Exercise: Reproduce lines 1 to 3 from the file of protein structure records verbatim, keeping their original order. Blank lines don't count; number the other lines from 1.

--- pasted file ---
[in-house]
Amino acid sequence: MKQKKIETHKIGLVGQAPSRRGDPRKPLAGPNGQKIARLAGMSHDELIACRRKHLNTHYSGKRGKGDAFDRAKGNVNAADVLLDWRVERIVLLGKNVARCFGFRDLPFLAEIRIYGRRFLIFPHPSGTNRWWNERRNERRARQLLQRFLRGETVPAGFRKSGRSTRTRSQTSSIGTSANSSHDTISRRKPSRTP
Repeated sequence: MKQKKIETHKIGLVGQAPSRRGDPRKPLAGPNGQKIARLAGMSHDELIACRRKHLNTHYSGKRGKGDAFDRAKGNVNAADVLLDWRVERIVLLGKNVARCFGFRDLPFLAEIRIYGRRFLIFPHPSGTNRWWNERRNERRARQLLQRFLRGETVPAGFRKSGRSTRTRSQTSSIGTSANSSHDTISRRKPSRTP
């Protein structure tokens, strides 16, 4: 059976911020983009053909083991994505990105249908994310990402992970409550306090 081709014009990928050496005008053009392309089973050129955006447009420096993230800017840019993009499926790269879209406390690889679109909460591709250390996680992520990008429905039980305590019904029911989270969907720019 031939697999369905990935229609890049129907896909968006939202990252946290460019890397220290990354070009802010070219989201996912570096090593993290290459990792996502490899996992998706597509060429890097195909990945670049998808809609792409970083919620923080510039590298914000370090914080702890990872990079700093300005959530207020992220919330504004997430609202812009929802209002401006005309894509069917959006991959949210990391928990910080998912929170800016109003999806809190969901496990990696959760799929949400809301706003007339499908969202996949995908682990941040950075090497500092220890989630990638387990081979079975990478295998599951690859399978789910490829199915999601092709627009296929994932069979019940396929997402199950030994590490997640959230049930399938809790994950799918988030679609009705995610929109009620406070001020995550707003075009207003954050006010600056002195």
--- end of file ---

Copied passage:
[in-house]
Amino acid sequence: MKQKKIETHKIGLVGQAPSRRGDPRKPLAGPNGQKIARLAGMSHDELIACRRKHLNTHYSGKRGKGDAFDRAKGNVNAADVLLDWRVERIVLLGKNVARCFGFRDLPFLAEIRIYGRRFLIFPHPSGTNRWWNERRNERRARQLLQRFLRGETVPAGFRKSGRSTRTRSQTSSIGTSANSSHDTISRRKPSRTP
Repeated sequence: MKQKKIETHKIGLVGQAPSRRGDPRKPLAGPNGQKIARLAGMSHDELIACRRKHLNTHYSGKRGKGDAFDRAKGNVNAADVLLDWRVERIVLLGKNVARCFGFRDLPFLAEIRIYGRRFLIFPHPSGTNRWWNERRNERRARQLLQRFLRGETVPAGFRKSGRSTRTRSQTSSIGTSANSSHDTISRRKPSRTP